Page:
Wednesday, May 25, 2011

SYRIA - A long and painful death

Syrian rebellion, which began with small-scale demonstrations just last month, continues to gain ground. On 18 April, thousands of demonstrators gathered on the Place de l'Horloge in Homs, the third largest city in hopes of competing with those of Tahrir Square, which caused the fall of the Mubarak regime in Egypt .

But shortly after 2 am, the Syrian security forces opened fire. It remains unclear how many were dead and wounded. Some reports suggest that the place was completely evacuated during the night. But a militant website immediately called for a resumption of protests the next day. One thing is clear: the dual strategy of the regime - engage in severe repression against the demonstrators and promised reforms - not work.

The protesters do not seem daunted by memories of the massacre of Hama [20 000 deaths] in 1982, which showed how the scheme can be brutal, and each new intervention of security forces fueling their anger. The event which took place April 18 at Homs was triggered by the 17 victims of yesterday's event, which had itself been caused by the death in custody of an important tribal leader.

The dead rise to funerals, funeral protests, and demonstrations of new deaths. At the same time, the regime's attempts to assign events to foreign conspirators, armed groups, fanatics, activists and other Salafi turn against him. This kind of misinformation could have worked a few years ago, when the state exercised control over the media, but now its obvious absurdity.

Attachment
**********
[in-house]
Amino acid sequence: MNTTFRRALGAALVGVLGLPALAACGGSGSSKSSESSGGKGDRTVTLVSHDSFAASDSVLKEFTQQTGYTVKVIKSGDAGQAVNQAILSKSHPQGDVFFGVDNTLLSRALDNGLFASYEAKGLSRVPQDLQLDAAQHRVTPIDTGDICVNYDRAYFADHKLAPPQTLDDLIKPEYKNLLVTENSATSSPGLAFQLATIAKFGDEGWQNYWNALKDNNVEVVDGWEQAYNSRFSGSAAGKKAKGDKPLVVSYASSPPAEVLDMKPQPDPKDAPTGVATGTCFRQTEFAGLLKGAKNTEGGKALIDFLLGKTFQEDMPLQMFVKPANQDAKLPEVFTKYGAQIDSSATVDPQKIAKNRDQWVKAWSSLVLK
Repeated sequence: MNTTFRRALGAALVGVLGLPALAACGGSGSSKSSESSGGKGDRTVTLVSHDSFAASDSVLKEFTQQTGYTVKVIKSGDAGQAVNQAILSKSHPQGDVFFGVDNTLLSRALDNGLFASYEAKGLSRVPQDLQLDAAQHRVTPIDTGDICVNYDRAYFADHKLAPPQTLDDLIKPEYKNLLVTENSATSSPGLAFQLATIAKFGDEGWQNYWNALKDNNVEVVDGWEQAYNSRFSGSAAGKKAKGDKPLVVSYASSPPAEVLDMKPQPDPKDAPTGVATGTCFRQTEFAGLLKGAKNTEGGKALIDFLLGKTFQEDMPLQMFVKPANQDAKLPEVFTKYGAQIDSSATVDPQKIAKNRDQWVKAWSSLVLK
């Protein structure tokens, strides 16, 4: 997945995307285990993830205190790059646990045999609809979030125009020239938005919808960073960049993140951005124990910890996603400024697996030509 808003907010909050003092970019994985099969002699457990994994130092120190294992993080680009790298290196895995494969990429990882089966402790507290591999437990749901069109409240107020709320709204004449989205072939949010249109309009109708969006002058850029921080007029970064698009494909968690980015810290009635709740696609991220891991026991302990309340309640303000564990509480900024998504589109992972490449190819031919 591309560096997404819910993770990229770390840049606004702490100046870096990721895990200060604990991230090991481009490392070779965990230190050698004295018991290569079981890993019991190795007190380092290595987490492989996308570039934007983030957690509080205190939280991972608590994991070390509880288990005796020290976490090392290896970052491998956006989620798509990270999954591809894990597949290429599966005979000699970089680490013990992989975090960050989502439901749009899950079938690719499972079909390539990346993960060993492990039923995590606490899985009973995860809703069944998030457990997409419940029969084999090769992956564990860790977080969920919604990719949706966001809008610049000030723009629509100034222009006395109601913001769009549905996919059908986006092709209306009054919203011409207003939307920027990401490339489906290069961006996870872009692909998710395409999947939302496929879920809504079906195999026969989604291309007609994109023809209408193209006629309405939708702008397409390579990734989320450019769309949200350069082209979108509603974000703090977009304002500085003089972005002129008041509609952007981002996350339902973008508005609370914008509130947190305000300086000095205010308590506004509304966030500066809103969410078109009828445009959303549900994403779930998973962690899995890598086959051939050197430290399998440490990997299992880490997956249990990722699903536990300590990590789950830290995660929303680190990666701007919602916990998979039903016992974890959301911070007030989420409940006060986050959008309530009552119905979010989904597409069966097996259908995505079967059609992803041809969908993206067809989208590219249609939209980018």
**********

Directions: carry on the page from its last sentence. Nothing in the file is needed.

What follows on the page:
On the reform front, the protesters have every reason to doubt the promises they have already heard in the past and they do not take them seriously. So far, President Bashar Assad has tried to appease the Sunni [Muslim majority in Syria] by lifting the ban on wearing headscarves in school and announcing the closure of the only casino in the country.

He also tried to get closer to the Kurds, previously marginalized, giving the Syrian nationality to a hundred thousand of them [the 300 000 who were stateless] but this has not had the desired effect . The president also dismissed the government and replaced by another, even though many former members have found a place.

The ministers were instructed to interact with the people and explain their policy, but political change is so radical that no one knows if they are able. Finally, it yal'état emergency, which was in force for forty-eight years and has been repealed [April 21]. To ensure the security of the country, the government will have to adopt new legislation.

And until the new texts are published, it is impossible to say if one goes to an improvement. Given the backwardness of Syria - which is still far from the limited level of freedom of Egypt Hosni Mubarak - and the number of reform movements that have failed in the past, there will be no possibility of satisfying demonstrators as Assad remains in power.

As one observer noted, "we can not hand in running a system that presents as severe dysfunction. The events thus seem destined to continue. "On the one alley to another, from one house to another, we want to overthrow you, Bashar." But the question is: how? What would it take to just to push President Assad to resign? Could he not decide, as Qaddafi in Libya and Yemen Ali Abdallah Saleh, to stay in his palace against all odds? The Baathist regime is perhaps the point of death, but his agony could be long and painful.

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